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Neuromarketing primarily means combining two branches of science: marketing and neurobiology. This term first appeared in 2002 thanks to the Dutch scientist Eil Smidts, who defines it as a commercial application of neuroscience and neuroimaging technology.

Some scientists understand neuromarketing as a combination of two branches of science. In particular, it means the use of neuroimaging in marketing research, the combination of neuroscience and marketing in research, a new interdisciplinary field that connects neuroscience, psychology and marketing, which focuses on assessing the intellectual and emotional responses of consumers to various marketing incentives, a new multidisciplinary field of research where the fundamentals of supply and sale based on the results of brain research, behavioral psychology and marketing should or can be explored in order to target and successfully sell relevant products.

The beginning of the study by scientists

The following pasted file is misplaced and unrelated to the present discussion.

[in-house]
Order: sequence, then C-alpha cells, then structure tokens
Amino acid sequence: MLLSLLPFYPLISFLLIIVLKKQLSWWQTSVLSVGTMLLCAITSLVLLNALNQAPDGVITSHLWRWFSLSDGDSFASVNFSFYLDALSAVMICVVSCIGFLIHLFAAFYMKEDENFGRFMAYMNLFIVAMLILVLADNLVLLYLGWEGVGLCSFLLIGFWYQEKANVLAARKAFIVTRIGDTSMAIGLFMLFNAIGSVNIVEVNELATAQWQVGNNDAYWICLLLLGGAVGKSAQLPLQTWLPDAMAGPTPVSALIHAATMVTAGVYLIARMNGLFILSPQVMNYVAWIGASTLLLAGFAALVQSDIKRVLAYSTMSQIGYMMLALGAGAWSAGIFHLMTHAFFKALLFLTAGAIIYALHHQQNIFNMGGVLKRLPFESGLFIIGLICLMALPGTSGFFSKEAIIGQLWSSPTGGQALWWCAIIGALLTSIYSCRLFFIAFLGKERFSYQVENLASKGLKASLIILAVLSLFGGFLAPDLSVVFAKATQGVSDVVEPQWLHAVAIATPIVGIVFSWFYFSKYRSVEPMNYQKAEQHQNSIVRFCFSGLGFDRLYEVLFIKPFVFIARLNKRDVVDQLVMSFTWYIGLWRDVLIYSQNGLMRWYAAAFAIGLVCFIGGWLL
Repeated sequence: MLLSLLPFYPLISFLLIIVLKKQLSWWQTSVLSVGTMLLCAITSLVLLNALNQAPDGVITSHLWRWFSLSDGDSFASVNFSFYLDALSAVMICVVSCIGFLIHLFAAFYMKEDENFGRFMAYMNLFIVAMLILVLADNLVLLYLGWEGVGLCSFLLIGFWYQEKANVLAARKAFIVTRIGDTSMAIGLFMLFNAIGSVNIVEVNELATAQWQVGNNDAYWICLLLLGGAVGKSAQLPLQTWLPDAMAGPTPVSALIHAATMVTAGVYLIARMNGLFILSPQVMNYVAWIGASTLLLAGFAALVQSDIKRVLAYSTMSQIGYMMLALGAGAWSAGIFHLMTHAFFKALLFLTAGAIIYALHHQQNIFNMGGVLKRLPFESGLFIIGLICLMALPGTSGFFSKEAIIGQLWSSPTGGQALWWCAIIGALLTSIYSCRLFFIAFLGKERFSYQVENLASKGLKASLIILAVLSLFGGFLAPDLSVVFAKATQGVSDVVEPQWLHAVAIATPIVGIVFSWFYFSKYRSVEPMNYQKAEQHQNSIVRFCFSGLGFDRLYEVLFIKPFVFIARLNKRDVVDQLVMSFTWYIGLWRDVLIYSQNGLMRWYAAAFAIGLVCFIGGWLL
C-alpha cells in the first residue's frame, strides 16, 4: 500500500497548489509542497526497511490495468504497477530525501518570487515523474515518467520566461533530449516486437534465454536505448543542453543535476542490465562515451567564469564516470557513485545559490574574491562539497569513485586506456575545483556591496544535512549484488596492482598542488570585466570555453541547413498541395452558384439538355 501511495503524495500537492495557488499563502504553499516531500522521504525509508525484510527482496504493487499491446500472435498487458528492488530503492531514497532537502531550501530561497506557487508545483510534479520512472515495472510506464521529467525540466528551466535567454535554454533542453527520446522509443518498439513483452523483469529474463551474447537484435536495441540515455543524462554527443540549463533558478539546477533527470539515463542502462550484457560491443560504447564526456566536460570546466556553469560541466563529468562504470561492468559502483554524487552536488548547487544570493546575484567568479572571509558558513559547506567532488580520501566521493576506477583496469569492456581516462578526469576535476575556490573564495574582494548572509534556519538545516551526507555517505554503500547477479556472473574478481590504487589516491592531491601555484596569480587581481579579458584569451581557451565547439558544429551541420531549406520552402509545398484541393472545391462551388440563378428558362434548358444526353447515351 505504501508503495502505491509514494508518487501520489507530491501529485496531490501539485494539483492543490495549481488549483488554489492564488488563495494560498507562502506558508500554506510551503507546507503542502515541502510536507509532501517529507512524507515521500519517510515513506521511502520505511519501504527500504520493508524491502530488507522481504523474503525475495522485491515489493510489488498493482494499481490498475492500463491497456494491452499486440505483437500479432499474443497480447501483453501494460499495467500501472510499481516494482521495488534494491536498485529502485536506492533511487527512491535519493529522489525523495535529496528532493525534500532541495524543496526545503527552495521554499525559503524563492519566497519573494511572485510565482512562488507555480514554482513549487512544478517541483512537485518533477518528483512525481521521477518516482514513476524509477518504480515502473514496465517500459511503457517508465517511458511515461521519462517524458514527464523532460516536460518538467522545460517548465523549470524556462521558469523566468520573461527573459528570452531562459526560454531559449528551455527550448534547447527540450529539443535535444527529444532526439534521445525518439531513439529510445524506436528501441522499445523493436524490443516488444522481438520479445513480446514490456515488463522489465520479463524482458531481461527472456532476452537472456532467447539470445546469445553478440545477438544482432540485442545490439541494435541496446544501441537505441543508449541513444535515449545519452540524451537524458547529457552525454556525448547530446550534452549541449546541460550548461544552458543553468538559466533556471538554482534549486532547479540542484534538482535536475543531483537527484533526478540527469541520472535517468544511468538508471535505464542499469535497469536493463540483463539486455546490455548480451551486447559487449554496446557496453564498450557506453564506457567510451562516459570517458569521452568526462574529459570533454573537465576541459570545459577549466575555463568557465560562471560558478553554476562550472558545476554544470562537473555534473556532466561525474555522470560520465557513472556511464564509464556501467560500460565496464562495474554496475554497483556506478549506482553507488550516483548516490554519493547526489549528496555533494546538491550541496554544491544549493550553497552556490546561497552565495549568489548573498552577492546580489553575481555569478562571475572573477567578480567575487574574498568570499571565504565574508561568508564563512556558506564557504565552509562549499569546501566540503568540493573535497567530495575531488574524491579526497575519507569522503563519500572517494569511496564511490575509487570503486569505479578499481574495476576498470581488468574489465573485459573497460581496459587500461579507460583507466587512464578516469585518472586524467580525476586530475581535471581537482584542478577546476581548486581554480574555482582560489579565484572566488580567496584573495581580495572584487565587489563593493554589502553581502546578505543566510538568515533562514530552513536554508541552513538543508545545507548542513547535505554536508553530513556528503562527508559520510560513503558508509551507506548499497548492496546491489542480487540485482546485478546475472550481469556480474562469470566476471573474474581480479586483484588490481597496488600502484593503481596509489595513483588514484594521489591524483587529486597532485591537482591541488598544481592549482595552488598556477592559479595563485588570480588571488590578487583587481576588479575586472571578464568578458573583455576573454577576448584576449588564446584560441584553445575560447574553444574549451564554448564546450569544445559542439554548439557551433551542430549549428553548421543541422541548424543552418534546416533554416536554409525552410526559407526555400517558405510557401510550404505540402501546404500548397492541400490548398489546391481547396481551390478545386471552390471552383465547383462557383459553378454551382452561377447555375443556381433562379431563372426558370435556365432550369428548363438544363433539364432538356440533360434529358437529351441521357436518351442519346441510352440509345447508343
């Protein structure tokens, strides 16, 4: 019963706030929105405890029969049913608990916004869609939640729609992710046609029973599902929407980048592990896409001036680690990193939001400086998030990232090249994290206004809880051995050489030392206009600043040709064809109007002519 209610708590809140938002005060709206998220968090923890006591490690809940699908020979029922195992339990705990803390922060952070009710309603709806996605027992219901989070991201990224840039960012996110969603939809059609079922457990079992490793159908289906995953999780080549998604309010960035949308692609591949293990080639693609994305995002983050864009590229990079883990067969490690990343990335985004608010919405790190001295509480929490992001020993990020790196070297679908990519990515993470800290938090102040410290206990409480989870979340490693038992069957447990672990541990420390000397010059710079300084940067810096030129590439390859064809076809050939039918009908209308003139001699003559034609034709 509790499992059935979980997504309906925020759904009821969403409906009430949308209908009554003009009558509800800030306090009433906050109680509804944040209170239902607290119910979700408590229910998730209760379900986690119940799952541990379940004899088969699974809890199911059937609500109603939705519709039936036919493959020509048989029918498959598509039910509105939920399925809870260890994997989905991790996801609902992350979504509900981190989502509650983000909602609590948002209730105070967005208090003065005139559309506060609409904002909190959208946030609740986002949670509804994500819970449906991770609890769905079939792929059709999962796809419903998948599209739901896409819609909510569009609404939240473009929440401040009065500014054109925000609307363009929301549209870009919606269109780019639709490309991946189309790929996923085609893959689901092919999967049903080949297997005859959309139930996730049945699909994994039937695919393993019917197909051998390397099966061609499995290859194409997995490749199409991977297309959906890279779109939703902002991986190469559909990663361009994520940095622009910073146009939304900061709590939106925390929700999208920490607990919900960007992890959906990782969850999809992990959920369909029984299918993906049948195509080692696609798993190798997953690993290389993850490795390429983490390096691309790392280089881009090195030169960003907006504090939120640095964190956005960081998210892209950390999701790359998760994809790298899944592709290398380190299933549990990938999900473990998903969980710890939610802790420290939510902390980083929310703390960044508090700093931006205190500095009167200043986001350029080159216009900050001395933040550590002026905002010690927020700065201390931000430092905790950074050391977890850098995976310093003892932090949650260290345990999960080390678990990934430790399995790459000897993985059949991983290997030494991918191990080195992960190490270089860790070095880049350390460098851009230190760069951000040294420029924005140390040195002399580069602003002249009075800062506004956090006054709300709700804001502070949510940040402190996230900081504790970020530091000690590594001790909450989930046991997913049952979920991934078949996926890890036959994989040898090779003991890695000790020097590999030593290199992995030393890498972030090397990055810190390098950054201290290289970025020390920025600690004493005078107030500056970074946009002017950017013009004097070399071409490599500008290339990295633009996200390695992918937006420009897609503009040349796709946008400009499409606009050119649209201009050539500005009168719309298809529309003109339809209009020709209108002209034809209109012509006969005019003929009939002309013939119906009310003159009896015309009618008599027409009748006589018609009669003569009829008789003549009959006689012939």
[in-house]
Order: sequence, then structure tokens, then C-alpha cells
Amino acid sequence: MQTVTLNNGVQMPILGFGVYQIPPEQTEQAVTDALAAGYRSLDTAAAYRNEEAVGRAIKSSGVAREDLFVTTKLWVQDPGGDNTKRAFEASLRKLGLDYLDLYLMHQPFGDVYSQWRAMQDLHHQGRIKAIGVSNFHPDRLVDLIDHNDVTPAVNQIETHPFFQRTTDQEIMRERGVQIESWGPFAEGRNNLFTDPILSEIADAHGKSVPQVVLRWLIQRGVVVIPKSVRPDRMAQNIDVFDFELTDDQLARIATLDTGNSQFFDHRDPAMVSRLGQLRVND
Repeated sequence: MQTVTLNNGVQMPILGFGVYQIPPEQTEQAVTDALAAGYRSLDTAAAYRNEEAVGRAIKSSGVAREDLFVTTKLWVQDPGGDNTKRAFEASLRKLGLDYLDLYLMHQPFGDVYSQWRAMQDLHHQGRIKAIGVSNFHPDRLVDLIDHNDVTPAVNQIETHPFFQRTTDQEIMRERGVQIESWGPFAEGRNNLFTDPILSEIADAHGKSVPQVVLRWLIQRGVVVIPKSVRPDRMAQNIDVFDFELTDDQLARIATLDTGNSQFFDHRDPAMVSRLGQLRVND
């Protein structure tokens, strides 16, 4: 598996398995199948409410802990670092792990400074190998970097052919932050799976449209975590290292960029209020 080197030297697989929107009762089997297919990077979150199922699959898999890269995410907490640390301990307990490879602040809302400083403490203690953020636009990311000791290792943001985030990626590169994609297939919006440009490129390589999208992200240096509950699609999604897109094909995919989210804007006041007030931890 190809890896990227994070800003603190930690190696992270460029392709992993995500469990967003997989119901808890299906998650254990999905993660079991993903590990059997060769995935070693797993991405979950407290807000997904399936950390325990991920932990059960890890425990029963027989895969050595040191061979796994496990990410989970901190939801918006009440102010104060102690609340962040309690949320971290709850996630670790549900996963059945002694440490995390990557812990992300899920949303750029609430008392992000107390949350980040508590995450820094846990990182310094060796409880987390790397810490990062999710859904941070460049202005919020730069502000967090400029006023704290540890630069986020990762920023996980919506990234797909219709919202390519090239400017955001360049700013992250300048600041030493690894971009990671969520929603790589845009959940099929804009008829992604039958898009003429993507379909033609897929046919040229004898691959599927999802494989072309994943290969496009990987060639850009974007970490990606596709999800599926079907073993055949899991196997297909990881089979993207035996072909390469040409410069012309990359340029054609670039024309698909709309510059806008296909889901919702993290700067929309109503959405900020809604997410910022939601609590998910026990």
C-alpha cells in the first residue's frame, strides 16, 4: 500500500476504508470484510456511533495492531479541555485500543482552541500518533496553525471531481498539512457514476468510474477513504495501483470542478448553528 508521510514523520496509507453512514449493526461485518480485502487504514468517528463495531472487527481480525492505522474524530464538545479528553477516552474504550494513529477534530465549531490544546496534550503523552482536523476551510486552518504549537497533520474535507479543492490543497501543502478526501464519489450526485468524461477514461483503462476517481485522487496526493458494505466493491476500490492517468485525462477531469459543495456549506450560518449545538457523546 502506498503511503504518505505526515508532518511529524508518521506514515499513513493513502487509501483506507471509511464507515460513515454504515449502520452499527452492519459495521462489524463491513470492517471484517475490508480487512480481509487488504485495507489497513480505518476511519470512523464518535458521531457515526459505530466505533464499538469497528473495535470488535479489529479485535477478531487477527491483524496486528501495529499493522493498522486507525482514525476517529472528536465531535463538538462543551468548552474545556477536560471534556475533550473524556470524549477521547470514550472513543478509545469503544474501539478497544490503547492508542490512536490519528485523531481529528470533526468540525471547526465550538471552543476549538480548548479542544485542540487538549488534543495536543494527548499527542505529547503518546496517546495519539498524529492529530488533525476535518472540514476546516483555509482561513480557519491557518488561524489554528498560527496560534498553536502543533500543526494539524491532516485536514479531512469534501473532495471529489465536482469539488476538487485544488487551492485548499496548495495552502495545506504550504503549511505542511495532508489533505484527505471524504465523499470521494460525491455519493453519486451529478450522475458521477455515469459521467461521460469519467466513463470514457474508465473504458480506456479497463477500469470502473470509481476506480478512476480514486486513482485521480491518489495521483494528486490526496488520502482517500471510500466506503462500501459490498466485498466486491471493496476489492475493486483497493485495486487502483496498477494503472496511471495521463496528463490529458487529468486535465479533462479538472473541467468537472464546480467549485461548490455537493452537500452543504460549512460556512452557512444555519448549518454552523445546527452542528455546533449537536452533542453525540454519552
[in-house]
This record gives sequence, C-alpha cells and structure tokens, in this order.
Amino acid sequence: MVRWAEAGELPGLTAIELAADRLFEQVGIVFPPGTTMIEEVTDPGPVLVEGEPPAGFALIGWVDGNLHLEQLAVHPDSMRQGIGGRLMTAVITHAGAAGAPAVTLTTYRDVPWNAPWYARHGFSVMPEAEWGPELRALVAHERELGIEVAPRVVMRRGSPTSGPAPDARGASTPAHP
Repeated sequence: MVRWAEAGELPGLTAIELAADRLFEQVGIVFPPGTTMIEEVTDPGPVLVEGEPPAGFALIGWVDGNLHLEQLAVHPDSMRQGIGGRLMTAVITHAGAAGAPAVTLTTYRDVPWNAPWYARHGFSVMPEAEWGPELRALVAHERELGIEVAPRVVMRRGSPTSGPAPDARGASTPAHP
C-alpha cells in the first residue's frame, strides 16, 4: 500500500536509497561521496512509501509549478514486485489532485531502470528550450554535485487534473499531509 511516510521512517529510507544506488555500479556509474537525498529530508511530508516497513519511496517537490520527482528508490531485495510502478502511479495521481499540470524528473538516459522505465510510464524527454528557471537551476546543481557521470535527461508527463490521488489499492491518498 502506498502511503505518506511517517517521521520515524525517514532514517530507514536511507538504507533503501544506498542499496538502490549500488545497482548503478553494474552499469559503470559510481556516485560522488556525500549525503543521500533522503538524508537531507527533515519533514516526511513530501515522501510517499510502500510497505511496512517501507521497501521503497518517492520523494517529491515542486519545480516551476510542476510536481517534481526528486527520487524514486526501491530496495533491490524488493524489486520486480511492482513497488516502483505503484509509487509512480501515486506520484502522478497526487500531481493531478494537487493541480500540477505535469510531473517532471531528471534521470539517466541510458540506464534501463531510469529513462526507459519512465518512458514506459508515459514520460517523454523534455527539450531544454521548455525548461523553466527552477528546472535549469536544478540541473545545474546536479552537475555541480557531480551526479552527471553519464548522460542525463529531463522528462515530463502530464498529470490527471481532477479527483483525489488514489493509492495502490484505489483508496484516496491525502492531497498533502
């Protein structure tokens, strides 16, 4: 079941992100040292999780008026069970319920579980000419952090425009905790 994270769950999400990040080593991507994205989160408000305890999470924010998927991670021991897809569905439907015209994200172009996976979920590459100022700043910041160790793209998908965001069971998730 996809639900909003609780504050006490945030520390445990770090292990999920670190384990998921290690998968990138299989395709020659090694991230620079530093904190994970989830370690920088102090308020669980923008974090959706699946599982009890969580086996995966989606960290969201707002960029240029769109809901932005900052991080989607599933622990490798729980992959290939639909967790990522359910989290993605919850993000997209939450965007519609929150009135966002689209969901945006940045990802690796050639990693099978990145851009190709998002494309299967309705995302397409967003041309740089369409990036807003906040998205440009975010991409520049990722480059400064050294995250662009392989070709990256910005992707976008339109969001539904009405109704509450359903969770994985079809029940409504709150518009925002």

Others emphasize that neuromarketing allows for the analysis of unconscious reactions of people, and provide the following definitions: a developing field that connects the science of consumer behavior and neuroscience and offers innovative methods of direct research of consciousness without the need for cognitive or conscious participation consumers to use direct methods of neuroimaging; a science that applies the principles, methodologies and research discoveries of neurobiology to further understand and study the neurological and physiological correlations that underlie human behavior, neuro-marketing, as a science, explains the mechanisms of action of unconscious processes occurring in neural structures, a new direction of marketing research, the subject of which is the study of unconscious sensorimotor, cognitive and emotional reactions of a person to certain stimuli.